No Compression ?
MVS Volvo Forum user waynej writes “Just took a trip of about 200 miles. Exhaust seemed a little loud. When we were near town and stopped for a light the engine was shaking badly. Acceleration was slow with lots of exhaust noise. Checked compression the next day. All were 180 dry except #2 which was 0!”
erikv11 » Burned exhaust valves are common on these engines as they get up near 200k. The valve stem seals get hard and inflexible, and leak. Oil gets hot, burns the valve.
The 93 head will fit the same, I sold my 98 head to someone with a 93, and it is doing great on that engine. He mostly wanted it to get rid of the VVIS though! Anyway, you will have to swap over the intake manifold too for the VVIS. If you do swap in the 93 head, be sure to replace the valve stem seals first. Victor Reinz or OEM (do some searches), or they won’t last long.
You can drive it on 4 cylinders for a while, just be sure to unplug the #2 injector so it doesn’t dump raw fuel to the cat.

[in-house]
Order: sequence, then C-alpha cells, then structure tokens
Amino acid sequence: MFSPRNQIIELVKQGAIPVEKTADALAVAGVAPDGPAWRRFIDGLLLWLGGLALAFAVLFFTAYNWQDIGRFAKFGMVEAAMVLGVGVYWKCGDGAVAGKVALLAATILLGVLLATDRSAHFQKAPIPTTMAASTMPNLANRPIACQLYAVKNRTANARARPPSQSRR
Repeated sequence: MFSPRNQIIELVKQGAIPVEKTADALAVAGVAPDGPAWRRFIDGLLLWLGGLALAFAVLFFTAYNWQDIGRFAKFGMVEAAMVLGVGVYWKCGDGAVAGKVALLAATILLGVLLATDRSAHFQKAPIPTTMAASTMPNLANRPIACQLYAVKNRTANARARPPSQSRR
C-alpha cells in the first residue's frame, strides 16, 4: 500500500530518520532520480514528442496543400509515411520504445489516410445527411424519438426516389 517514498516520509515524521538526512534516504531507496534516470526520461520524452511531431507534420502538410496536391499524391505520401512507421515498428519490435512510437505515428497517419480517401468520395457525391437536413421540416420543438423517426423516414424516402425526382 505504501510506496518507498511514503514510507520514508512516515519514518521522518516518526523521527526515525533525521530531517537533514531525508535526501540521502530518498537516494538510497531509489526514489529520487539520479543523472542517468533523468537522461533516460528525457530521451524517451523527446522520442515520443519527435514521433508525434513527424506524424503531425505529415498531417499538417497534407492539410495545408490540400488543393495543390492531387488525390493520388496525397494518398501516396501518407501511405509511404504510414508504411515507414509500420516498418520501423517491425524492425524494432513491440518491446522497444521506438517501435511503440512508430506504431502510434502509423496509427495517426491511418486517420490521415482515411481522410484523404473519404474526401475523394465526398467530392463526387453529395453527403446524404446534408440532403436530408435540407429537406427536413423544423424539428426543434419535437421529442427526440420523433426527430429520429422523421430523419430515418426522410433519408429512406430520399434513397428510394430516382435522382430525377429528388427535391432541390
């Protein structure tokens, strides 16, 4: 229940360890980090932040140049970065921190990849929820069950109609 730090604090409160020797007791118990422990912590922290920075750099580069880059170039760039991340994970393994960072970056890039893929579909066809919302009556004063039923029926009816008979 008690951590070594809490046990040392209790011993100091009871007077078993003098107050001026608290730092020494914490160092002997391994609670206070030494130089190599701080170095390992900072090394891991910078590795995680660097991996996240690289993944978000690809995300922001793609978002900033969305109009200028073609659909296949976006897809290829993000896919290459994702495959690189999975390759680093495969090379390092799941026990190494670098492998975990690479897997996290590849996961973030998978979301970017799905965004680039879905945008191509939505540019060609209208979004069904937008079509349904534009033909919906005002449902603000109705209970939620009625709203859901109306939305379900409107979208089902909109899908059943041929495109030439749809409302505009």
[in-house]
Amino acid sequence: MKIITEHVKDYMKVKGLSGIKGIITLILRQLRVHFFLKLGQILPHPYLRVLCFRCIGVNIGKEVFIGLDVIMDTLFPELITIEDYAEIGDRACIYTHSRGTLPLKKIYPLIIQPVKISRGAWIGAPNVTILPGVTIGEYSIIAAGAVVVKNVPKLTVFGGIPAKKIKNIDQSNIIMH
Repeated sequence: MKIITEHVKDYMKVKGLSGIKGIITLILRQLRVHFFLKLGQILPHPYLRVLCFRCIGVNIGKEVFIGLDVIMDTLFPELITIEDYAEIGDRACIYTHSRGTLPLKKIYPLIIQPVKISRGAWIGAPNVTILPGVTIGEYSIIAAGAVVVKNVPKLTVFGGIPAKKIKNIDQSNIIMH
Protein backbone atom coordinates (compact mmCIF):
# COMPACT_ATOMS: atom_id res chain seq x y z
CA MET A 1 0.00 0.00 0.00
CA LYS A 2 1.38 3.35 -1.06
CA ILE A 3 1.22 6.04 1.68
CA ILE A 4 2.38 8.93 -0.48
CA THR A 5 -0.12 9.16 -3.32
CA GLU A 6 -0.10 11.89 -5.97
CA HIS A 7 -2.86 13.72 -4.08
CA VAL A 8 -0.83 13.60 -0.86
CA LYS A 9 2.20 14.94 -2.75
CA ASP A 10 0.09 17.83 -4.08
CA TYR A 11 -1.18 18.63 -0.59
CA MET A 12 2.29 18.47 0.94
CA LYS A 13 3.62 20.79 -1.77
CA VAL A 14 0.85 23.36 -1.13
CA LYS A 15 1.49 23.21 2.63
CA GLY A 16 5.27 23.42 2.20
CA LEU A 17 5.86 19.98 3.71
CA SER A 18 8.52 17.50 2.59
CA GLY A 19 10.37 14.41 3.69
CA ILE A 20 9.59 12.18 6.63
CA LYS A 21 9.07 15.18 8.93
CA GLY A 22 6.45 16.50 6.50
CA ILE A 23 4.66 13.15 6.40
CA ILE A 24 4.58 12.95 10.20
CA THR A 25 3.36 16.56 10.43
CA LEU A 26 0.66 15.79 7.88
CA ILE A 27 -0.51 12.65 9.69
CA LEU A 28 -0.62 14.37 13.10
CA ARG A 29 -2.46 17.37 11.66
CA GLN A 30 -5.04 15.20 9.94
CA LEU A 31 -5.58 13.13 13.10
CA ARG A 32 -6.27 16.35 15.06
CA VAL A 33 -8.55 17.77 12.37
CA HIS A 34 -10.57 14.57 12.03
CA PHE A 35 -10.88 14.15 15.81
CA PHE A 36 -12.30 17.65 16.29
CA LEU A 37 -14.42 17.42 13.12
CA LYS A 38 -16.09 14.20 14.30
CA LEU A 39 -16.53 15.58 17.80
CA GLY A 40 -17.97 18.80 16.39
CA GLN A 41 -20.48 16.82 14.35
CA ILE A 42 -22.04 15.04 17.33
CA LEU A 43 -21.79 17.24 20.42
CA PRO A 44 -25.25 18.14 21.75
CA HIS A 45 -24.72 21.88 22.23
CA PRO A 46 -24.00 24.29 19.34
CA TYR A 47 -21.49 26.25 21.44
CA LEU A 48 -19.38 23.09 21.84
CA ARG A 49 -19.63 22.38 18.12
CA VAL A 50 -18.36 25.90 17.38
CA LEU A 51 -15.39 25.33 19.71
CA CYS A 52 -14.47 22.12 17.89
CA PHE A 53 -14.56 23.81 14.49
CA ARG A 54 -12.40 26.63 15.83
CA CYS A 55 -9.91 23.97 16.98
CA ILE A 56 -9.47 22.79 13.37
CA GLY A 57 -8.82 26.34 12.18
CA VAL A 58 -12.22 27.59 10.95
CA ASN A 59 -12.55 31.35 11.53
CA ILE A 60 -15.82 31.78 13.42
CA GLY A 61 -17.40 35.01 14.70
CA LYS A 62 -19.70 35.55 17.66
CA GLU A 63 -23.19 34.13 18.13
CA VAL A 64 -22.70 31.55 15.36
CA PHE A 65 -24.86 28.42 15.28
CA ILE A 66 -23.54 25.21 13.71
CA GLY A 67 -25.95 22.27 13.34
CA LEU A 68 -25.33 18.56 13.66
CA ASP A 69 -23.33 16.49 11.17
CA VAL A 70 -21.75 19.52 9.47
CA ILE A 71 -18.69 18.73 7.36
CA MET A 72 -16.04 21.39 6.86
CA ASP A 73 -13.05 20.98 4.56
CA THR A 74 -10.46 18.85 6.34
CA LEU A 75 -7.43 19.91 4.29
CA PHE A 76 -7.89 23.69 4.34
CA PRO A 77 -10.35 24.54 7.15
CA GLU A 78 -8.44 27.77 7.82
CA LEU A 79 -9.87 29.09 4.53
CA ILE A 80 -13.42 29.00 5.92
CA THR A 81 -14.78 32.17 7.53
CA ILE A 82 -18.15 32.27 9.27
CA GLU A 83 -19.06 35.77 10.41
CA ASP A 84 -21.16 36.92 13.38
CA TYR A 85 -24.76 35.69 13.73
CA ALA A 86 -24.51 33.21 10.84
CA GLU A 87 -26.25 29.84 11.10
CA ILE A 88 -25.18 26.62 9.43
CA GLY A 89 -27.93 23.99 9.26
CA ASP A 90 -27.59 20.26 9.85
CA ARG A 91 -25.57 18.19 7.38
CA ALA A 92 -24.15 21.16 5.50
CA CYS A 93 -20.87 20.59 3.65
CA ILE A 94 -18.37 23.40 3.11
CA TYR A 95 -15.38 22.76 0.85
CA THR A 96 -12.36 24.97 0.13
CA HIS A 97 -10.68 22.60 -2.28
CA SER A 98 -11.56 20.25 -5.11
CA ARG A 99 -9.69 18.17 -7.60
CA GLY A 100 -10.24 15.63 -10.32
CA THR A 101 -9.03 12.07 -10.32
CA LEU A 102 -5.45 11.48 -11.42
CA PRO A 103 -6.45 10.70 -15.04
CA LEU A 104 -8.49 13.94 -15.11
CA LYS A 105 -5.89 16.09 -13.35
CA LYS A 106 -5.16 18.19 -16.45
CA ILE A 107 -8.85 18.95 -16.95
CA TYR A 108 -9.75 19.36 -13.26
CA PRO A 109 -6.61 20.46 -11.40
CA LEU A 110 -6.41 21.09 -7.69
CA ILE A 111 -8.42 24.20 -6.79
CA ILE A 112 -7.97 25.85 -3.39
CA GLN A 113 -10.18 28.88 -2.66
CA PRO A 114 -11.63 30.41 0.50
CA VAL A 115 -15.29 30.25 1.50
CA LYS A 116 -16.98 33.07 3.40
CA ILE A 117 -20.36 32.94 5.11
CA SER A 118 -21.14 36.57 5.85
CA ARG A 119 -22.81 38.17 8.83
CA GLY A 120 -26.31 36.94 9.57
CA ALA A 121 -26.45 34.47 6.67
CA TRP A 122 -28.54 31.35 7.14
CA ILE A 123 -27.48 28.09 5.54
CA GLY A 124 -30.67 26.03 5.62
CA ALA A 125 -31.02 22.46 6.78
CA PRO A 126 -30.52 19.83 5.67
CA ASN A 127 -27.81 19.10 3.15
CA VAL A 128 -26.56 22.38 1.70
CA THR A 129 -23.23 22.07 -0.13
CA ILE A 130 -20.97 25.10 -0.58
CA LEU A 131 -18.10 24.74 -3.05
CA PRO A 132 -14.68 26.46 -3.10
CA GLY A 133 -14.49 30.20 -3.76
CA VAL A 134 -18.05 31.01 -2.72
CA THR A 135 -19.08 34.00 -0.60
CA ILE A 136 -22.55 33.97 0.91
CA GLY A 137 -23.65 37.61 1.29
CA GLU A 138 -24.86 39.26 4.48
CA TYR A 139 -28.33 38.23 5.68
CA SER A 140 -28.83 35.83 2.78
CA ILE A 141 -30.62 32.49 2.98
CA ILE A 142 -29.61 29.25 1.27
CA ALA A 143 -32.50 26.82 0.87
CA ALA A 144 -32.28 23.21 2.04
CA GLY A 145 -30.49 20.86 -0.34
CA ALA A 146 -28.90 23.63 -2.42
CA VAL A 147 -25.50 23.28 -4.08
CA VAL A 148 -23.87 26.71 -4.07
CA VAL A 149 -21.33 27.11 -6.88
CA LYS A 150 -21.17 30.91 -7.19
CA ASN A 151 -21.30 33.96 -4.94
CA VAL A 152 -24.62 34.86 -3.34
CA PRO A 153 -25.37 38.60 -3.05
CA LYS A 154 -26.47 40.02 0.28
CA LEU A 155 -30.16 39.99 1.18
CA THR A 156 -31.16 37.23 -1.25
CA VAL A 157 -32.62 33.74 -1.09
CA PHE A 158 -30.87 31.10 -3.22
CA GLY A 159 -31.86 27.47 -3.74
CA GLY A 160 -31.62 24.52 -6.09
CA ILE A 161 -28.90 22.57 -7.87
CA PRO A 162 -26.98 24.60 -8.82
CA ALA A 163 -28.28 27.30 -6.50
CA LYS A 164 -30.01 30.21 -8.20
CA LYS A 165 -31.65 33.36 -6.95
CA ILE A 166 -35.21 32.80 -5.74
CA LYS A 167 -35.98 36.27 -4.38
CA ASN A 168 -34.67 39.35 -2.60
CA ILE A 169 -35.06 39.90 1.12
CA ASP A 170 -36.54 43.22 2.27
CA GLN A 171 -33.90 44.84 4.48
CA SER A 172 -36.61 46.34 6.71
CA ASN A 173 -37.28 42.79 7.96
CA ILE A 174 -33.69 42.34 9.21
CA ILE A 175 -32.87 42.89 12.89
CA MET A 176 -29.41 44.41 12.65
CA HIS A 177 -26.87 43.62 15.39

rspi » I use to fear burnt valves and did some research on the causes. Here’s what I came up with:
1. Improper back pressure from the exhaust. This causes the valves not to seat correctly.
2. Running lean. Improper detonation causes the valves not to seat right.
3. Carbon build up from improper fuel mixture. I believe it’s from people running 87 octane in cars that are made to run 91+
4. Valve crack or chip from any of the 3 problems mentioned above. Also, if some buildup or something comes loose it can get stuck in a valve and chip it.
When a valve doesn’t seat right it builds up heat and makes it more prone to overheating and damage.
There is a slim chance that you have a slipped sleave on your piston or a hole in your piston. This is usually caused by knock or a messes up spark plug, like if it’s broken. The best way to test a cylinder wall is to wet that cylinder with a little oil. If the number climbs it’s likely the piston sleeve. But the sudden drop and no pressure usually points to a burnt valve.